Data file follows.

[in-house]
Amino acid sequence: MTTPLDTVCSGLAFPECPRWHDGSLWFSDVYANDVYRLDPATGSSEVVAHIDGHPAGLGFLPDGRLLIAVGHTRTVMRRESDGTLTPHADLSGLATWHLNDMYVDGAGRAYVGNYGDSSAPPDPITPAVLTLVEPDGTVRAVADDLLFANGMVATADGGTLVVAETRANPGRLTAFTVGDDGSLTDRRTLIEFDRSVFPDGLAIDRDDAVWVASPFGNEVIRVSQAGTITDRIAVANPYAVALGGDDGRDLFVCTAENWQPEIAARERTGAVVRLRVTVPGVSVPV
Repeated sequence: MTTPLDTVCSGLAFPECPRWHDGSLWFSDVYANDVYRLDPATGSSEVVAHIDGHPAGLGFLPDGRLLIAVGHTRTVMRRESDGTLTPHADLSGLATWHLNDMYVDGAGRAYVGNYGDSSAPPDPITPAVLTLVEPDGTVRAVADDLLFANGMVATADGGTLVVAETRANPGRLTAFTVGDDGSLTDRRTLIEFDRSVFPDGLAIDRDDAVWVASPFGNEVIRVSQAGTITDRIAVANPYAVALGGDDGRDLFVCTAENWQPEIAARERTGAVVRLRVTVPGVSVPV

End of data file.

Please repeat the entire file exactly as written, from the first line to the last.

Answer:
[in-house]
Amino acid sequence: MTTPLDTVCSGLAFPECPRWHDGSLWFSDVYANDVYRLDPATGSSEVVAHIDGHPAGLGFLPDGRLLIAVGHTRTVMRRESDGTLTPHADLSGLATWHLNDMYVDGAGRAYVGNYGDSSAPPDPITPAVLTLVEPDGTVRAVADDLLFANGMVATADGGTLVVAETRANPGRLTAFTVGDDGSLTDRRTLIEFDRSVFPDGLAIDRDDAVWVASPFGNEVIRVSQAGTITDRIAVANPYAVALGGDDGRDLFVCTAENWQPEIAARERTGAVVRLRVTVPGVSVPV
Repeated sequence: MTTPLDTVCSGLAFPECPRWHDGSLWFSDVYANDVYRLDPATGSSEVVAHIDGHPAGLGFLPDGRLLIAVGHTRTVMRRESDGTLTPHADLSGLATWHLNDMYVDGAGRAYVGNYGDSSAPPDPITPAVLTLVEPDGTVRAVADDLLFANGMVATADGGTLVVAETRANPGRLTAFTVGDDGSLTDRRTLIEFDRSVFPDGLAIDRDDAVWVASPFGNEVIRVSQAGTITDRIAVANPYAVALGGDDGRDLFVCTAENWQPEIAARERTGAVVRLRVTVPGVSVPV